You spoke a bit on this podcast about large companies iterating on independent or small time companies. As you were searching for a proper example, I couldn’t help but think apple music is a good example of this. They iterated on Spotify's model, succeeding where Spotify failed. (Taylor Swift Letter)
Have they succeeded? Just this morning I saw someone point out that Spotify has more *paying* members (20 million) than Apple Music has trying its service out for free (11 million). So I'm not sure the jury has come to a verdict on that one just yet...
TechDirt (and the rest of the tech community, as far as I can tell) never met a pirate it didn't love.
Total strawman. We've frequently pointed out that it's reasonable to go after actual infringers. Just last week we wrote about a case in Sweden where it seemed perfectly reasonable to go after a guy who was hosting tons of content.
In the past, we've talked about how Jammie Thomas was wrong and should have taken a deal offered to her by the RIAA, because she clearly infringed. If you can't even get your basic facts right...
Where is your righteous indignation when pirates copy wholesale the intellectual property of others? Is that how you advocate for authors' rights, by advocating for the "rights" of pirates?
How is it "hypocrisy" to claim that these groups are not representing authors?
And, Fred, I recognize that "nuance" and "details" may go right over your head, but how is it "hypocrisy" to argue -- as we do -- that fighting against what your fan base wants is a *waste of time*. We are not arguing "in favor" of piracy, but in the fruitlessness of trying to stop it, and *in favor* of ways that allow artists to make more money by embracing their fans and offering them *more ways to make money*.
How is that hypocritical unless you deliberately misunderstand what we write?
Oh, I forget, you don't recognize "copyright" as a right.
Oh, I forgot. You don't deal in facts, you deal in lies.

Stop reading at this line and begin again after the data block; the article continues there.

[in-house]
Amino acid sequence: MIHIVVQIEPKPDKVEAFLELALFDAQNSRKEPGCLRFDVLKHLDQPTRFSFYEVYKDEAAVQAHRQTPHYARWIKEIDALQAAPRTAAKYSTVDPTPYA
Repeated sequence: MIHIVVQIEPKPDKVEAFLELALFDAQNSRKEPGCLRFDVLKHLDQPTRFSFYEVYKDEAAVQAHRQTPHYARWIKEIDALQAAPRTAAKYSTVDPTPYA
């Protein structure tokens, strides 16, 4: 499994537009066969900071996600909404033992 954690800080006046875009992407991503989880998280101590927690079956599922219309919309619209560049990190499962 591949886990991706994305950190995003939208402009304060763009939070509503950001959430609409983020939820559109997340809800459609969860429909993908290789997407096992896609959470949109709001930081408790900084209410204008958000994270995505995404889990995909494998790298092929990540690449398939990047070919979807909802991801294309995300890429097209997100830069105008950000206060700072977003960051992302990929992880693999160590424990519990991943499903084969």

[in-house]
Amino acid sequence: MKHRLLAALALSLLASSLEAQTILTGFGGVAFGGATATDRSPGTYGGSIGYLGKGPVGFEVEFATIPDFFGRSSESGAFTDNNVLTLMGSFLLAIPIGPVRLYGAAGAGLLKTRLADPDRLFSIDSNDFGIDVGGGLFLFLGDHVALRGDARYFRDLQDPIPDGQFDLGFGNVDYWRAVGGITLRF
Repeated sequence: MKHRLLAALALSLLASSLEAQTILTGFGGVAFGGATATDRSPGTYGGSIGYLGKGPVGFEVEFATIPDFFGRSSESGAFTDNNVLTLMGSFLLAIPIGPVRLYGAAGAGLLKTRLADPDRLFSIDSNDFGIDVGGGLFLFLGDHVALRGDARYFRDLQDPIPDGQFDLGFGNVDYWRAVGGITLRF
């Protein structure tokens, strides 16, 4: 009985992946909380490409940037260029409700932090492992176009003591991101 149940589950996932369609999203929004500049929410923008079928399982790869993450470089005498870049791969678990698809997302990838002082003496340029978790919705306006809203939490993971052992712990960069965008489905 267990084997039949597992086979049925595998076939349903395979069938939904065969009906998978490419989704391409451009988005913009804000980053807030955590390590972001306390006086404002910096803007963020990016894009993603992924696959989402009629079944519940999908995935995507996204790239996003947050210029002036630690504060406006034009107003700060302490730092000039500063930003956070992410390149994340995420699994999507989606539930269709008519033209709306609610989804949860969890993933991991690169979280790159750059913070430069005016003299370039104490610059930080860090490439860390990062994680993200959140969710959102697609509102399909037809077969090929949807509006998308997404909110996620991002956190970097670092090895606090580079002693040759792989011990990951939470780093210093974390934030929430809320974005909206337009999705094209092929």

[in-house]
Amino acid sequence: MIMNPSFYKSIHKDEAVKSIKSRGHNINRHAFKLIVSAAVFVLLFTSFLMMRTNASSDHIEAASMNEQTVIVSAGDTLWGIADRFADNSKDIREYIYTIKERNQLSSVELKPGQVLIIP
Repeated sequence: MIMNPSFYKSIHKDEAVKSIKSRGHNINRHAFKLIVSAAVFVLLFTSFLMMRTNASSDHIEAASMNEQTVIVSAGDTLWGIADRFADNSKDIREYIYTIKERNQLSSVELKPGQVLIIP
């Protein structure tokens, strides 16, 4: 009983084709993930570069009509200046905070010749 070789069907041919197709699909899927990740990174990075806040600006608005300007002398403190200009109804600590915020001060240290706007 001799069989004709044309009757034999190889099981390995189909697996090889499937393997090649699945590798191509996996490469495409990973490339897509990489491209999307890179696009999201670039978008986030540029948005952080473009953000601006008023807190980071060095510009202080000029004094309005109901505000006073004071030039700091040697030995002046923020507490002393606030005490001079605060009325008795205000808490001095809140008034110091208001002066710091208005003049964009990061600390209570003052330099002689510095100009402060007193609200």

While it does appear excessive, just searching for "weaken trademark name by not suing" will clarify to anyone that they have no real choice.
We've discussed this many times. While you do have to enforce your trademark to keep it, that DOES NOT MEAN you have to sue. (1) It only matters in cases where there's a real likelihood of confusion and (2) you can absolutely just hand out a free license as well.
In it, we also apologize for a key error in this post (and we've noted a correction to the post above as well) in claiming that the courts rely on the annotations. That is not true, and we take full responsibility for not accurately reporting this initially.
The new analysis at the link above, however, does explain why the lawsuit is still highly questionable. Multiple parts of the Georgia government still do point to the annotated law as "the law" and the Copyright Office has made it clear that official edicts of state governments are not subject to copyright. And everyone agrees that the annotated code is the "official" annotated code of the government. There is much more at the link above, but we still apologize for the initial error in this post.
I love how in this context you feel comfortable saying there should be no copyright, while you're too ashamed to just admit you feel that way generally.
Weird. I say that there should be no copyright for laws/regulations because that's what I believe.